Many people think that Shakespeare’s work is elegant simply because they are old, with words like “doth” and “wast” being used.” That isn’t the case. Shakespeare is full of humor, some of it filthy and lewd. Let’s have a look at some Othello wordplay.
The Clown in Othello is more than simply a comic relief. However, one of his most recognized remarks has to do with humor. When the Clown comments on the musicians’ technique of playing music, he says, “Thus does a tail dangle from a butt.” The clown compares the music to flatulence’s sound by saying this. This discordant noise piques our interest: ‘What does “What’s the Clown pun in Othello” imply? ’
In Othello, the clown’s role shifts from a key one to comic relief. The pun enhances the clown’s significance in Othello. In fact, as the pun is incorporated into the narrative, the clown’s function changes drastically.
At first, the clown is merely one of the crowd’s faces and a minor element in terms of location for the main action. However, when he utters his crass statement, his position changes dramatically, focusing on important story arcs.
Furthermore, the Clown’s situation takes on a new hue. Apart from serving as a source of humor and satire, wordplay is used in the tale to help the primary characters. His use of words, for example, might be interpreted as an interpretation of Iago’s behavior.
Similar to how the Clown causes Othello to misunderstand his phrases, Iago creates ways for his activities to be misunderstood by Othella. As a consequence, the Clown pun in Othello is an important element of the story.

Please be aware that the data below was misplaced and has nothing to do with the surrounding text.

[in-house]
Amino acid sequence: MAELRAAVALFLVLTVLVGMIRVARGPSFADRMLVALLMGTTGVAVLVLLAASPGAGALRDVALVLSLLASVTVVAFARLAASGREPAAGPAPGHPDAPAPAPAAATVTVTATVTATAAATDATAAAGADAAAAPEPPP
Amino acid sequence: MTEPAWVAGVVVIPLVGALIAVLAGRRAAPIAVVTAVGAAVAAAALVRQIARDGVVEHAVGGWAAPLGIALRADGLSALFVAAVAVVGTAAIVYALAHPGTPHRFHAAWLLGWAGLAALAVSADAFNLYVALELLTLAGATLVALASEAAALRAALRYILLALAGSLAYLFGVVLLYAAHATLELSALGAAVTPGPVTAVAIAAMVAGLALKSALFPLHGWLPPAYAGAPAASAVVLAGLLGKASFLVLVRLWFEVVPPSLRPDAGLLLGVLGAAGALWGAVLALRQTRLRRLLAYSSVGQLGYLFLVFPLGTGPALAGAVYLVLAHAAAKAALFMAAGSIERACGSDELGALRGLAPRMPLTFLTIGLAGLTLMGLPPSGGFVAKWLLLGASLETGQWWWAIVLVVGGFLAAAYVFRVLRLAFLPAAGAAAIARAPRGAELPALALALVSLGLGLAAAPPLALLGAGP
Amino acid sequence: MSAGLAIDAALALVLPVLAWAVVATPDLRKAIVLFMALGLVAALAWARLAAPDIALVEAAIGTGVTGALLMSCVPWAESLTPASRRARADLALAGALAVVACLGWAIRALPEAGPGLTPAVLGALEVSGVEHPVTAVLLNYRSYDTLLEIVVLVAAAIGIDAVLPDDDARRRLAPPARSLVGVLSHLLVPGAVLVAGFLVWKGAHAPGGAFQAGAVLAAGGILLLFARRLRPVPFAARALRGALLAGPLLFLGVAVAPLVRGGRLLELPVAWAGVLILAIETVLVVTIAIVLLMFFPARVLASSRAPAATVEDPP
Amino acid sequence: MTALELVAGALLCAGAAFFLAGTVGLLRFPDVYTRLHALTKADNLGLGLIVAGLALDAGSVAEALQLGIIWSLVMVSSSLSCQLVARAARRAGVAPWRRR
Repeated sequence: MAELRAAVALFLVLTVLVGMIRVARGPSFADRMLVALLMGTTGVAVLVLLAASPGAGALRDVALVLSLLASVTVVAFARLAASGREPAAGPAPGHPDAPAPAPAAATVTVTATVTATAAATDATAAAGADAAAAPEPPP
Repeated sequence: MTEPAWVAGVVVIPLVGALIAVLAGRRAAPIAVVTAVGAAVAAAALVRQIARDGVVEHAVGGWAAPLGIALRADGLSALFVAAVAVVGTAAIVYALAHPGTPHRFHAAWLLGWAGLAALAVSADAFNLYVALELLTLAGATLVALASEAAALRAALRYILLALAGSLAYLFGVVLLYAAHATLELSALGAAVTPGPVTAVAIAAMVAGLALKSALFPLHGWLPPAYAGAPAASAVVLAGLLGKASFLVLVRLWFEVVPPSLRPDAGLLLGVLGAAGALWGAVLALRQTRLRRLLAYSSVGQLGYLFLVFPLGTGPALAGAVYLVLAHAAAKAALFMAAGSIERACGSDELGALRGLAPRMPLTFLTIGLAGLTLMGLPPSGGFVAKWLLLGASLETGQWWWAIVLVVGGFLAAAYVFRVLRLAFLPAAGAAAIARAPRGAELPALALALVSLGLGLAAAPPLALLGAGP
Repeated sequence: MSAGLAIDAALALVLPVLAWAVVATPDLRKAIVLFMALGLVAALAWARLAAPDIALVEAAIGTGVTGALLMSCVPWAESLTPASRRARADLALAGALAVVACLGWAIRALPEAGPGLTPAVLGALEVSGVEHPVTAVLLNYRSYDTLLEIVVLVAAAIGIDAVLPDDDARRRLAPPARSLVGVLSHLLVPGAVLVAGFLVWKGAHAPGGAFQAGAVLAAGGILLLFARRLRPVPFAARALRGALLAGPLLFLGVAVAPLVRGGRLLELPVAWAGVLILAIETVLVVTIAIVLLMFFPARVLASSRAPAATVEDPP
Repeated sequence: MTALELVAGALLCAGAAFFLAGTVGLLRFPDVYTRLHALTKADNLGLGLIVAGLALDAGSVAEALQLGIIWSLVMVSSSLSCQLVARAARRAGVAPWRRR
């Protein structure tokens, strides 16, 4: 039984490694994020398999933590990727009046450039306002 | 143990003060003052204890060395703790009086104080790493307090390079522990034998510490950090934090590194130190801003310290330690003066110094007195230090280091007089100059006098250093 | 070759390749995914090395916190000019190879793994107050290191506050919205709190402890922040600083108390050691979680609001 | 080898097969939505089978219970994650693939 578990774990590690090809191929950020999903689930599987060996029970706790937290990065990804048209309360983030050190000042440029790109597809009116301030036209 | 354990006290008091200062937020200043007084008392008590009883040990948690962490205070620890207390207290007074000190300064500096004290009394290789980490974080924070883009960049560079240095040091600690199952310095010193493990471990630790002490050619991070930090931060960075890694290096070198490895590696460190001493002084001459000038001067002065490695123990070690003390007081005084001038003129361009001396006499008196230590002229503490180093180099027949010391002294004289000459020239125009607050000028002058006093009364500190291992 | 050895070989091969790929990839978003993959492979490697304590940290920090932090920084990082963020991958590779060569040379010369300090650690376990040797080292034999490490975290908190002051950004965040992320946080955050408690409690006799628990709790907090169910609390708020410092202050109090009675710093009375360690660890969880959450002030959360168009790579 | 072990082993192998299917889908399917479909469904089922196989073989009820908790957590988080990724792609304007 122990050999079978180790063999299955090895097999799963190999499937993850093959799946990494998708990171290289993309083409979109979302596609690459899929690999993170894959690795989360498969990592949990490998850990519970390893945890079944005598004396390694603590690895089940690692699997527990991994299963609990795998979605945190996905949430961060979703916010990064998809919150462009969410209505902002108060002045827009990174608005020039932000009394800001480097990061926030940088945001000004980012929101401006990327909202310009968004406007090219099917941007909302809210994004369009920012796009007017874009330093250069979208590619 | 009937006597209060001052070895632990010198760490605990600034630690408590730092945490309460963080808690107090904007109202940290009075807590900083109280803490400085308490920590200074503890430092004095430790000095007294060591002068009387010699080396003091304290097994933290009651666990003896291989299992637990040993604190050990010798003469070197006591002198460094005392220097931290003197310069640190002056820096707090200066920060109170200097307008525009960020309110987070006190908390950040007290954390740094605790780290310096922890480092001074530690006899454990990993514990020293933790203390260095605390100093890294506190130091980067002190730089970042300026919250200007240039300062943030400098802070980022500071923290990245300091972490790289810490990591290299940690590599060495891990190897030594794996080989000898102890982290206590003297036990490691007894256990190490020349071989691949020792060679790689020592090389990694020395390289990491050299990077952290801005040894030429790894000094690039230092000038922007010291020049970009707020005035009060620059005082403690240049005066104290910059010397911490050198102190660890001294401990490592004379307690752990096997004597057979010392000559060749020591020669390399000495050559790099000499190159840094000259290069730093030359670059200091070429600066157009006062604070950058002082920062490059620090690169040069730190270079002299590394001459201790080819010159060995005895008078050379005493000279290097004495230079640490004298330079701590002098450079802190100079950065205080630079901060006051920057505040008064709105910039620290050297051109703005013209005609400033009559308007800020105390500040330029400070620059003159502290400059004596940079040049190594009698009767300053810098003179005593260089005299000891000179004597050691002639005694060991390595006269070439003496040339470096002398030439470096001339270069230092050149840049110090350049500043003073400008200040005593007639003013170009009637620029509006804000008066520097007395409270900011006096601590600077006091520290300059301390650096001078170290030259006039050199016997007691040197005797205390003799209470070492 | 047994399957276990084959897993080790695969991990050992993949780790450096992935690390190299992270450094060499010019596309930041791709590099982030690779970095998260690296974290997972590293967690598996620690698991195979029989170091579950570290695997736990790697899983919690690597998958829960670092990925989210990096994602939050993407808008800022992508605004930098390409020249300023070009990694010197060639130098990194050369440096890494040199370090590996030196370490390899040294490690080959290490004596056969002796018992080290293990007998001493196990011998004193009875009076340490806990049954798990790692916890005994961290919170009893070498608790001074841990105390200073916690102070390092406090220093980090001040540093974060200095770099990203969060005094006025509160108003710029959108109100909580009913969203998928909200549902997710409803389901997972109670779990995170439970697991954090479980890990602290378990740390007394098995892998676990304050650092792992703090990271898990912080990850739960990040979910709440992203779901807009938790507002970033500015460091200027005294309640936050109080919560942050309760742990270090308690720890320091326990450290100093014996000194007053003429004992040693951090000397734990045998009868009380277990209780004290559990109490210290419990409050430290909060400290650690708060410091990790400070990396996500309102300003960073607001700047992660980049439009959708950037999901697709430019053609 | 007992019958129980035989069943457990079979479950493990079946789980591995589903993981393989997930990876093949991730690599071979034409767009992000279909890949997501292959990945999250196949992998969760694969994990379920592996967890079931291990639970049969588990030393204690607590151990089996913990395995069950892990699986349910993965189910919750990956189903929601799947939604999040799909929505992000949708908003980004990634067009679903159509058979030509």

“If she’s black and has brains, she’ll find a white that complements her blackness” (2.1.132-133). The word “white” is a play on the term “wight,” which refers to a person or a guy.
It further illustrates how Moors may have been regarded in the past. This could also explain why Othello and Desdemona’s relationship and interactions seemed unusual to spectators at the time.’
“Why, masters? Have your instruments been in Naples, that they talk i’ the nose thus?” When he says Naples, he is referring to the Neapolitan accent or perhaps venereal disease, which affects the nose. This is amusing because he mocks the musicians.
“For Cassio, though, I’ll be his undertaker. You will/ hear more by midnight.” This is Iago telling Othello that he will kill Cassio. An undertaker is someone who looks after the dead and usually buries them.